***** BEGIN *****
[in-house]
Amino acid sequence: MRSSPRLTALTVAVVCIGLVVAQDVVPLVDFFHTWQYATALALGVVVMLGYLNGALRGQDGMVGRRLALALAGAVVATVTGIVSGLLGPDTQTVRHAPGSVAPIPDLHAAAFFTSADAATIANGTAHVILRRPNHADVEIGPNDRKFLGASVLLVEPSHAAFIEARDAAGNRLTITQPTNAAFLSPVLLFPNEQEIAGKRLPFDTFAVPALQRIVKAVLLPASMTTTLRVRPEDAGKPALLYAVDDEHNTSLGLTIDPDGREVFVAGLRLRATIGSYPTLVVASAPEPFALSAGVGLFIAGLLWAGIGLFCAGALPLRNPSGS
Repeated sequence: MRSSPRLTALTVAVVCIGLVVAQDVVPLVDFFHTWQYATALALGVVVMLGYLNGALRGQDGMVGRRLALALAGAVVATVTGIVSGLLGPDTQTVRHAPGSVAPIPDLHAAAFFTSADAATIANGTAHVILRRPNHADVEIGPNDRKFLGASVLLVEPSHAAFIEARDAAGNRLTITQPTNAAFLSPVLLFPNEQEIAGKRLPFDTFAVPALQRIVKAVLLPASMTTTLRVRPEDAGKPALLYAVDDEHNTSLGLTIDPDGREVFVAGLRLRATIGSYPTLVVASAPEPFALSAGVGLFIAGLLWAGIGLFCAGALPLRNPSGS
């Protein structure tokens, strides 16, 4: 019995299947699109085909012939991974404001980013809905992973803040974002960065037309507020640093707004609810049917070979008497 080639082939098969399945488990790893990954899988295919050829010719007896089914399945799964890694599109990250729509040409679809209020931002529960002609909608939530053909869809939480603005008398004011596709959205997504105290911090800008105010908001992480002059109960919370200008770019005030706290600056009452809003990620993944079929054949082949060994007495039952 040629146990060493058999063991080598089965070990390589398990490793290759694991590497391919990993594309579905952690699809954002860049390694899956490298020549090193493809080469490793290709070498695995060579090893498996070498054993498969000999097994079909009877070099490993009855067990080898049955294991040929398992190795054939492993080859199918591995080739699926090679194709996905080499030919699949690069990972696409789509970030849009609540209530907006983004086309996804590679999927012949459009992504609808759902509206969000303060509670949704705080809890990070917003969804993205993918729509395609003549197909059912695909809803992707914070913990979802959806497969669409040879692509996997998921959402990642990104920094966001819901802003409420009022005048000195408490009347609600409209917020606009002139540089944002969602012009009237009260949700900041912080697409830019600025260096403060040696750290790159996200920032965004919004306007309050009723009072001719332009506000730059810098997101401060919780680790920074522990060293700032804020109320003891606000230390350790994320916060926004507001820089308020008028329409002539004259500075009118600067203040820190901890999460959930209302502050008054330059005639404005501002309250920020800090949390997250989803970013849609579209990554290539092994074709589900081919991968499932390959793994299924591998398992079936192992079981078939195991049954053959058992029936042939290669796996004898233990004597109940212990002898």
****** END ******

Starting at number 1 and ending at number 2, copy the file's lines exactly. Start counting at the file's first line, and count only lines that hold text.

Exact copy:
[in-house]
Amino acid sequence: MRSSPRLTALTVAVVCIGLVVAQDVVPLVDFFHTWQYATALALGVVVMLGYLNGALRGQDGMVGRRLALALAGAVVATVTGIVSGLLGPDTQTVRHAPGSVAPIPDLHAAAFFTSADAATIANGTAHVILRRPNHADVEIGPNDRKFLGASVLLVEPSHAAFIEARDAAGNRLTITQPTNAAFLSPVLLFPNEQEIAGKRLPFDTFAVPALQRIVKAVLLPASMTTTLRVRPEDAGKPALLYAVDDEHNTSLGLTIDPDGREVFVAGLRLRATIGSYPTLVVASAPEPFALSAGVGLFIAGLLWAGIGLFCAGALPLRNPSGS